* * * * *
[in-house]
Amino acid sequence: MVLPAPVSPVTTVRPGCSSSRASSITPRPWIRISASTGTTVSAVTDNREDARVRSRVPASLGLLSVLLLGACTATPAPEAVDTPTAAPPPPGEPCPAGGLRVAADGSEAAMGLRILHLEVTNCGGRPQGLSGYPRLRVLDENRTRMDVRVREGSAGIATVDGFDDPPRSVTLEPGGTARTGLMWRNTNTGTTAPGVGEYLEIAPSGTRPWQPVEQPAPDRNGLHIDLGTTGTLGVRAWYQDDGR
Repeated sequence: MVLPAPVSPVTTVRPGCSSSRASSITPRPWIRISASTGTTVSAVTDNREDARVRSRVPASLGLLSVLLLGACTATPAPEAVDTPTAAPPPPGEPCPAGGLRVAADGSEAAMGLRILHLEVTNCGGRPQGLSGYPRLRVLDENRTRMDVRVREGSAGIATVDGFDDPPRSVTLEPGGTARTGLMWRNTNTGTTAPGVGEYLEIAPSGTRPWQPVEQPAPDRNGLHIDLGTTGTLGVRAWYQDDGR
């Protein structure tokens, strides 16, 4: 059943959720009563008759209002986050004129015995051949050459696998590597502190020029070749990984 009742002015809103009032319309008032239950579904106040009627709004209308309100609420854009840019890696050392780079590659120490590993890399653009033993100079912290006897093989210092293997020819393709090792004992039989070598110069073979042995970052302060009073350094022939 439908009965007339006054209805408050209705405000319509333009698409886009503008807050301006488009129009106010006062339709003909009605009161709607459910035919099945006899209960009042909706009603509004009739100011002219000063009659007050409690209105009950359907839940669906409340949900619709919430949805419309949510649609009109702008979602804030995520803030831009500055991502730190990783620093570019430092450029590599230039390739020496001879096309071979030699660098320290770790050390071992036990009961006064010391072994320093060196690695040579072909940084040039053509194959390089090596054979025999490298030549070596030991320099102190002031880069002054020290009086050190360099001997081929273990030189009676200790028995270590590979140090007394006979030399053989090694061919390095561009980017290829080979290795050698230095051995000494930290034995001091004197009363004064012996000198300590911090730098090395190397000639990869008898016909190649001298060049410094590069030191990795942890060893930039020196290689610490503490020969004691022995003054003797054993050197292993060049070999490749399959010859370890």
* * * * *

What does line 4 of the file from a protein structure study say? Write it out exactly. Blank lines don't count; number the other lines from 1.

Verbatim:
């Protein structure tokens, strides 16, 4: 059943959720009563008759209002986050004129015995051949050459696998590597502190020029070749990984 009742002015809103009032319309008032239950579904106040009627709004209308309100609420854009840019890696050392780079590659120490590993890399653009033993100079912290006897093989210092293997020819393709090792004992039989070598110069073979042995970052302060009073350094022939 439908009965007339006054209805408050209705405000319509333009698409886009503008807050301006488009129009106010006062339709003909009605009161709607459910035919099945006899209960009042909706009603509004009739100011002219000063009659007050409690209105009950359907839940669906409340949900619709919430949805419309949510649609009109702008979602804030995520803030831009500055991502730190990783620093570019430092450029590599230039390739020496001879096309071979030699660098320290770790050390071992036990009961006064010391072994320093060196690695040579072909940084040039053509194959390089090596054979025999490298030549070596030991320099102190002031880069002054020290009086050190360099001997081929273990030189009676200790028995270590590979140090007394006979030399053989090694061919390095561009980017290829080979290795050698230095051995000494930290034995001091004197009363004064012996000198300590911090730098090395190397000639990869008898016909190649001298060049410094590069030191990795942890060893930039020196290689610490503490020969004691022995003054003797054993050197292993060049070999490749399959010859370890």